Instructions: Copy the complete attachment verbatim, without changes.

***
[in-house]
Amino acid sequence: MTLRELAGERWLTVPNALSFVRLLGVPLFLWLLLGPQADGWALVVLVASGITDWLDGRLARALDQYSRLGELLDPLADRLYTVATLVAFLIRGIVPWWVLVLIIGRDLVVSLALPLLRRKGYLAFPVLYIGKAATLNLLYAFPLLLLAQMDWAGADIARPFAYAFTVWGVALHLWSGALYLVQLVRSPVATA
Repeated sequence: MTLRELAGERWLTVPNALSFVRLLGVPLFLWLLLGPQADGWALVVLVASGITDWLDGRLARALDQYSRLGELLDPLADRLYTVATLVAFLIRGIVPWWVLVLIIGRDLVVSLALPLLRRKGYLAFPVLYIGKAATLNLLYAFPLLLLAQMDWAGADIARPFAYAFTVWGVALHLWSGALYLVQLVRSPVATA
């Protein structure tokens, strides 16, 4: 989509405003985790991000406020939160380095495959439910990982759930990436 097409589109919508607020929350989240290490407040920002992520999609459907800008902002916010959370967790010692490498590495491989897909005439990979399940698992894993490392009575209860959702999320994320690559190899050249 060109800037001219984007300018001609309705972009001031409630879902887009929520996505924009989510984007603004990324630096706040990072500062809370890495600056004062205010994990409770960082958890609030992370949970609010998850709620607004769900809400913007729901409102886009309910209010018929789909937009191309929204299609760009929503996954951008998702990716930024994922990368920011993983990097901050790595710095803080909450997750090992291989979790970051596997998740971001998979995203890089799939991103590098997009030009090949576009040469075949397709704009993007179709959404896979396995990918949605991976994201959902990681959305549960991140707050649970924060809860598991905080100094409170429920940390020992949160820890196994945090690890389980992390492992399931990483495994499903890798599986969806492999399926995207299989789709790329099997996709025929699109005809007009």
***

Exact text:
[in-house]
Amino acid sequence: MTLRELAGERWLTVPNALSFVRLLGVPLFLWLLLGPQADGWALVVLVASGITDWLDGRLARALDQYSRLGELLDPLADRLYTVATLVAFLIRGIVPWWVLVLIIGRDLVVSLALPLLRRKGYLAFPVLYIGKAATLNLLYAFPLLLLAQMDWAGADIARPFAYAFTVWGVALHLWSGALYLVQLVRSPVATA
Repeated sequence: MTLRELAGERWLTVPNALSFVRLLGVPLFLWLLLGPQADGWALVVLVASGITDWLDGRLARALDQYSRLGELLDPLADRLYTVATLVAFLIRGIVPWWVLVLIIGRDLVVSLALPLLRRKGYLAFPVLYIGKAATLNLLYAFPLLLLAQMDWAGADIARPFAYAFTVWGVALHLWSGALYLVQLVRSPVATA
């Protein structure tokens, strides 16, 4: 989509405003985790991000406020939160380095495959439910990982759930990436 097409589109919508607020929350989240290490407040920002992520999609459907800008902002916010959370967790010692490498590495491989897909005439990979399940698992894993490392009575209860959702999320994320690559190899050249 060109800037001219984007300018001609309705972009001031409630879902887009929520996505924009989510984007603004990324630096706040990072500062809370890495600056004062205010994990409770960082958890609030992370949970609010998850709620607004769900809400913007729901409102886009309910209010018929789909937009191309929204299609760009929503996954951008998702990716930024994922990368920011993983990097901050790595710095803080909450997750090992291989979790970051596997998740971001998979995203890089799939991103590098997009030009090949576009040469075949397709704009993007179709959404896979396995990918949605991976994201959902990681959305549960991140707050649970924060809860598991905080100094409170429920940390020992949160820890196994945090690890389980992390492992399931990483495994499903890798599986969806492999399926995207299989789709790329099997996709025929699109005809007009």